The Tenancy Deposit Scheme (TDS) was asked who is responsible for garden maintenance in rental properties…
Gardening is one of the top 5 reasons for deposit disputes claimed by landlords using the TDS Custodial and TDS Insured tenancy deposit schemes. As the fifth most popular reason for deposit disputes, it makes sense that all parties do what they can to avoid disagreement. From a tenant’s perspective, a garden can be an appealing feature of a rental property. But whose responsibility is it to maintain the outside space? The tenant’s or the landlord’s?

Garden maintenance, a landlord or tenant responsibility?

Much of the basic garden maintenance will likely fall with the tenant unless the property comes with a gardener (the specifics of that will come down to what is agreed in the tenancy agreement). With that in mind, here are a few ways you can ensure the outside space of your rented properties do not end up digging away at the tenant’s deposit when they come to leave:
  • Take note and photos of the condition of the garden before the tenant moves in. This should be a standard part of the check-in and inventory process carried out by all letting agents. It is up to the tenant to agree to the current condition at the start of the tenancy and it is their responsibility to return the garden (and all aspects of the property) in the same condition at end of tenancy, considering wear and tear. We at the TDS see many deposit disputes arise because the tenant and landlord disagree on the initial state of the garden and therefore can’t agree on what has changed during the tenancy.
  • A standard tenancy agreement will require the tenant to trim the grass and bushes and remove rubbish and regularly empty bins. It is the responsibility of the landlord to make any repairs to the external areas of the property such as fencing, walls, paths, roofing, etc. unless specific damage has been caused to these areas as a result of the tenants. In that case, if the tenancy agreement allows, deposit deductions could be made to remedy the situation. It is also the landlord’s responsibility to carry out more complicated tasks such as tree pruning, unless the relevant equipment has been supplied and it is included in the tenancy agreement. If the landlord requires the tenant to mow the lawn and keep weeds at bay, they should provide the necessary equipment to enable them to do that, too.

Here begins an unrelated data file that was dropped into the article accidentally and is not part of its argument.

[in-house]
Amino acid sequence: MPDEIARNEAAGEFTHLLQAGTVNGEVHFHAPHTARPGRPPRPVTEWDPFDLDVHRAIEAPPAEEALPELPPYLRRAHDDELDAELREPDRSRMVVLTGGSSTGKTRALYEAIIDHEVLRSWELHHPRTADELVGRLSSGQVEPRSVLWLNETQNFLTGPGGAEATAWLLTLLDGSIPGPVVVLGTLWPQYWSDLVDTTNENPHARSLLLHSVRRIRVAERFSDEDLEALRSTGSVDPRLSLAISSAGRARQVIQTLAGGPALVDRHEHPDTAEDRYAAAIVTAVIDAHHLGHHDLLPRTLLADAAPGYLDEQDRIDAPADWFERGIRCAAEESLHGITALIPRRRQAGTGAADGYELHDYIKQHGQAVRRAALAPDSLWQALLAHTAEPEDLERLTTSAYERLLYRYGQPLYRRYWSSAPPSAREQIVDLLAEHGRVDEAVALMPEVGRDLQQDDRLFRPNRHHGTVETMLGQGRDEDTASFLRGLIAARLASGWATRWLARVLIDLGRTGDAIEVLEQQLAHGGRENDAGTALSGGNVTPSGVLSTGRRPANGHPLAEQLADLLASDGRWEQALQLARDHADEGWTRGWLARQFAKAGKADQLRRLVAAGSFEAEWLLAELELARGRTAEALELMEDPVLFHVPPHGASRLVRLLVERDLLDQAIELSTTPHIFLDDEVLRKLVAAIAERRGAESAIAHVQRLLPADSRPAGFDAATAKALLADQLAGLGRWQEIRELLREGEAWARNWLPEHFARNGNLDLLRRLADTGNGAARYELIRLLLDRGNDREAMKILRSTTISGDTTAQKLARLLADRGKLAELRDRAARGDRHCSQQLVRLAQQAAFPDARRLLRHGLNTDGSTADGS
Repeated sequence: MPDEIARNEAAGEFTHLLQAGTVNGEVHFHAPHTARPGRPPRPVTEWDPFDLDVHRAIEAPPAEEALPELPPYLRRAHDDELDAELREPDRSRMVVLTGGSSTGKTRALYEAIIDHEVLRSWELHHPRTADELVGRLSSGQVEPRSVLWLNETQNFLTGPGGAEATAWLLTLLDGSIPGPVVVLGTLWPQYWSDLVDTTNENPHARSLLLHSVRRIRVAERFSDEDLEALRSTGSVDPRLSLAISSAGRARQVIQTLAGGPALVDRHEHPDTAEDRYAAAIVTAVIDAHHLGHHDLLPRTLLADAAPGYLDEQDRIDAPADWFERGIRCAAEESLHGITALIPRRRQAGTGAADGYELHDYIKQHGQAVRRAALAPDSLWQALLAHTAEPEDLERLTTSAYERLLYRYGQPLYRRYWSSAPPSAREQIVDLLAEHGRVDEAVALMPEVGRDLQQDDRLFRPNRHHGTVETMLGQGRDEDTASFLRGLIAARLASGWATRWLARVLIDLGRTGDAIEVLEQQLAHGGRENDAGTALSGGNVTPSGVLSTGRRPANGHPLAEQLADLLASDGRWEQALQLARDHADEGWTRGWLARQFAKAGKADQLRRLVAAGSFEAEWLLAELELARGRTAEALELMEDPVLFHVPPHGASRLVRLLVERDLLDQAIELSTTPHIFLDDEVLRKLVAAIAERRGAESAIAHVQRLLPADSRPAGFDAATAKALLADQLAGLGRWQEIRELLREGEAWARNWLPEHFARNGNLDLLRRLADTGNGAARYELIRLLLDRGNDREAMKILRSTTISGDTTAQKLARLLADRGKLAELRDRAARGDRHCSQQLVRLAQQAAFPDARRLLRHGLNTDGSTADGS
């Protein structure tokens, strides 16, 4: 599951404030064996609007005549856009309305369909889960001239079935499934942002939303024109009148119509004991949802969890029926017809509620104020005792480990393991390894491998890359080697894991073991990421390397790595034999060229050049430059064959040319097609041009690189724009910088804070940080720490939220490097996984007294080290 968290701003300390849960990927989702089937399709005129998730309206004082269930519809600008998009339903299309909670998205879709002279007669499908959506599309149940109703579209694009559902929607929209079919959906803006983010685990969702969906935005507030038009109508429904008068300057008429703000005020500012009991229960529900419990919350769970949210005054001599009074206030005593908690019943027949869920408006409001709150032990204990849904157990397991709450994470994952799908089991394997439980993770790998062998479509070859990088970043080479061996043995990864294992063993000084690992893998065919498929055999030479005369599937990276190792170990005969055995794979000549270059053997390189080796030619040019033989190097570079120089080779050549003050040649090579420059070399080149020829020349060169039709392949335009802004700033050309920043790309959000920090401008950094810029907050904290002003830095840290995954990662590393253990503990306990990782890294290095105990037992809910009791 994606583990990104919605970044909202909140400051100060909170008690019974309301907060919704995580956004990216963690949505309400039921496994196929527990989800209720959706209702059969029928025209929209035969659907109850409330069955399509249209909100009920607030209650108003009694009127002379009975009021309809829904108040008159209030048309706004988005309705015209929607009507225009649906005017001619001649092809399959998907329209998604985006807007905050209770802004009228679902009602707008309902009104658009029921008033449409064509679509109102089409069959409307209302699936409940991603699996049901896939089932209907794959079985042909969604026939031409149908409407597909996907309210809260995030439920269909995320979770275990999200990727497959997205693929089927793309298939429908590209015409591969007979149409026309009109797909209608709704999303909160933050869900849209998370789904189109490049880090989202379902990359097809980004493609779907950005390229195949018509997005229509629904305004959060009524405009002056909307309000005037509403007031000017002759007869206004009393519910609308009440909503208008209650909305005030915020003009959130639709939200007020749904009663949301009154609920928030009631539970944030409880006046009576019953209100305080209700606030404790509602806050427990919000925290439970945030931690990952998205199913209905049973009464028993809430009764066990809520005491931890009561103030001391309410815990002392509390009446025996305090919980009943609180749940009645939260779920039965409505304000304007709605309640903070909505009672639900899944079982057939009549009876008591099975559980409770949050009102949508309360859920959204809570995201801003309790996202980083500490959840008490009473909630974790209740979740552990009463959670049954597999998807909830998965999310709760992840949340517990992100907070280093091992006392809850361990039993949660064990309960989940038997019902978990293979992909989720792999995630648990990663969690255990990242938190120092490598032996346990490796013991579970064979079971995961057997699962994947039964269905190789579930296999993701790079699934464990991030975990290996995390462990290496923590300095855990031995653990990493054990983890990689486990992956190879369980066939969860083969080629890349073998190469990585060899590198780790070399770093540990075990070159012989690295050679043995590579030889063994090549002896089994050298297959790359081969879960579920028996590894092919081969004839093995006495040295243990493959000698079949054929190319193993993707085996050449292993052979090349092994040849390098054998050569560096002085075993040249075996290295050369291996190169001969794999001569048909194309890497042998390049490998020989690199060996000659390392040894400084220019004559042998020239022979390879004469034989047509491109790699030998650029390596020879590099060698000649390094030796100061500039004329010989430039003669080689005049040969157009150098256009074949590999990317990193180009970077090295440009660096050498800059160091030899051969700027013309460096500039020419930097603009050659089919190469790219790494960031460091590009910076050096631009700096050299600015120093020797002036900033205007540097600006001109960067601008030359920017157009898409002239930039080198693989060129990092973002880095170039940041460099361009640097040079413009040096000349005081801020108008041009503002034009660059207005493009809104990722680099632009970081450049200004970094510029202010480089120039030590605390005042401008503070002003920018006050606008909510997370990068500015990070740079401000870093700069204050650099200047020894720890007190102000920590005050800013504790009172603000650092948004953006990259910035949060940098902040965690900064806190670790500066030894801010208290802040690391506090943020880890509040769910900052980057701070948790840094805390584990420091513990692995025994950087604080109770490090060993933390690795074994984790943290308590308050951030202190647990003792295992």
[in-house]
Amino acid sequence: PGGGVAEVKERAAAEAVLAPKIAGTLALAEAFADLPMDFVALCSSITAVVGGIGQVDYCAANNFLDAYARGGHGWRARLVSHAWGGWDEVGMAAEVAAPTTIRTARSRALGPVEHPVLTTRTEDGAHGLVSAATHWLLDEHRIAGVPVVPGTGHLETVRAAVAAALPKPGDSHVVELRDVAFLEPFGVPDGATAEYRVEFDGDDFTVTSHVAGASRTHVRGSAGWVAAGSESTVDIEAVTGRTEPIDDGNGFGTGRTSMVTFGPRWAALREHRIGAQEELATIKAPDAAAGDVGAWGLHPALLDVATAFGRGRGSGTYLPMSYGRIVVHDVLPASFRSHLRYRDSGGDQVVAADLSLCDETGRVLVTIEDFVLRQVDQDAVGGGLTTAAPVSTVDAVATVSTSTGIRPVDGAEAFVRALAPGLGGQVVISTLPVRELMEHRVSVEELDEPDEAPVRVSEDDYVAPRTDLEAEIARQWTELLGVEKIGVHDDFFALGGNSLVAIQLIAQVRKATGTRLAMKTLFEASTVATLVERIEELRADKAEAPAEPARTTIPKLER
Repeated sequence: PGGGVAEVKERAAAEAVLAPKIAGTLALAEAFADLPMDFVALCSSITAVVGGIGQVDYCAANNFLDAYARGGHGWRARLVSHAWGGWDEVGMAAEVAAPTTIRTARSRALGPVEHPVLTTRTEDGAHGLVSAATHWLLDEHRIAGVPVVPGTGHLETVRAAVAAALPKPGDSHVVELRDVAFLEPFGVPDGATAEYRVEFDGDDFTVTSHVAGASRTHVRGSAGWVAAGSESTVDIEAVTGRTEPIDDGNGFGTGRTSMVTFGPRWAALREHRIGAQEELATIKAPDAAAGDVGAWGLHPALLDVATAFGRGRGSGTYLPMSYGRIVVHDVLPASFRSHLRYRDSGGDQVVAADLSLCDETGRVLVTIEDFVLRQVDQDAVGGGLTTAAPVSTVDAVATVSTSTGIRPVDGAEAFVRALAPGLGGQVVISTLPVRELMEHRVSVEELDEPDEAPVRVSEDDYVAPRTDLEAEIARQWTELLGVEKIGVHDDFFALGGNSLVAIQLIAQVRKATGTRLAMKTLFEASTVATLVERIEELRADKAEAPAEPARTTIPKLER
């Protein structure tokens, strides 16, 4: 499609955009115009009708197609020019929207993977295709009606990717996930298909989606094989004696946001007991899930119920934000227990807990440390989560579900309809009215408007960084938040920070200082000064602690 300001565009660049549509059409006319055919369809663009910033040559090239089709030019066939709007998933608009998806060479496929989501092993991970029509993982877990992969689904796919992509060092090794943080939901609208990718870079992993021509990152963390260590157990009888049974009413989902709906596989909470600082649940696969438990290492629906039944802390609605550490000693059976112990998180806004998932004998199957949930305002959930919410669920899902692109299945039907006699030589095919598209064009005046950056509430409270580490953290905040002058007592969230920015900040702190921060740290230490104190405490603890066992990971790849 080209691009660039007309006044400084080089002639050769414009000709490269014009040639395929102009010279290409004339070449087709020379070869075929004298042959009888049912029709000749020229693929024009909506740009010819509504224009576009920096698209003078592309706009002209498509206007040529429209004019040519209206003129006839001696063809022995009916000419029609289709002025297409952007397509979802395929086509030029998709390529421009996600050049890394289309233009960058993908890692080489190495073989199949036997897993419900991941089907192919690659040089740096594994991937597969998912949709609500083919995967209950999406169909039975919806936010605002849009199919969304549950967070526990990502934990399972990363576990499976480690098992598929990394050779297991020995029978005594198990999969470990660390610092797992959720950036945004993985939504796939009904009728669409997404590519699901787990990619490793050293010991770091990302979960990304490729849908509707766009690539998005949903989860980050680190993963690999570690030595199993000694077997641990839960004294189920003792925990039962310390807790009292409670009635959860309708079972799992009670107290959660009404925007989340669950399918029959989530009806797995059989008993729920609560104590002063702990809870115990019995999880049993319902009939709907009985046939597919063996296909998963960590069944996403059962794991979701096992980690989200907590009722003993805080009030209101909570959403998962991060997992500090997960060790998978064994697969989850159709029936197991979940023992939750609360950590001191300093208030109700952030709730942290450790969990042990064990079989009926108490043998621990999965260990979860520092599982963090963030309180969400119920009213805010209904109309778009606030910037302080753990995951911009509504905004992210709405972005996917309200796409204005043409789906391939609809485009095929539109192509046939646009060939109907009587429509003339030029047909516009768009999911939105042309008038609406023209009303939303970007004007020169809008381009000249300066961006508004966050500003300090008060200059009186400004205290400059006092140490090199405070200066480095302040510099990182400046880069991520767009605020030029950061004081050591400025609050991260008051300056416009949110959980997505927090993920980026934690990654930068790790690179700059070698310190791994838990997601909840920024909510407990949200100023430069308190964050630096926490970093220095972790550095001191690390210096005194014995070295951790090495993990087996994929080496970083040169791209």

• Check if the tenant is a keen gardener or plans to make good use of the outside space, as you will need to clarify what they can and can’t do in the garden. Make sure any agreements are put in writing. Make it clear to the tenant that if they want to make improvements to the garden, such as adding planters, vegetable patches, trees, or pathways, they will need to ask for permission first. Any permanent change must be explicitly agreed upon first, in writing, even if the tenant insists that it will improve the space.
  • Tenants should be advised that it is best to beautify the garden space with temporary or semi-permanent improvements, such as pots and garden furniture, that can be removed at the end of the tenancy if required. The most important point to remember is that the garden must be returned to its original state unless otherwise agreed.
There are of course cases where the line of responsibility can be blurred. You can read through the TDS studies to see why dispute claims were made and how they were resolved, or take a look at our Garden Maintenance guide here. This will help you to ask the right questions at the start of the tenancy, and also help you prepare for the end of tenancy and deposit return.

The Tenancy Deposit Scheme (TDS) is one of The Letting Partnership’s trusted partners. For more details of who we work with see our Working in Partnership page

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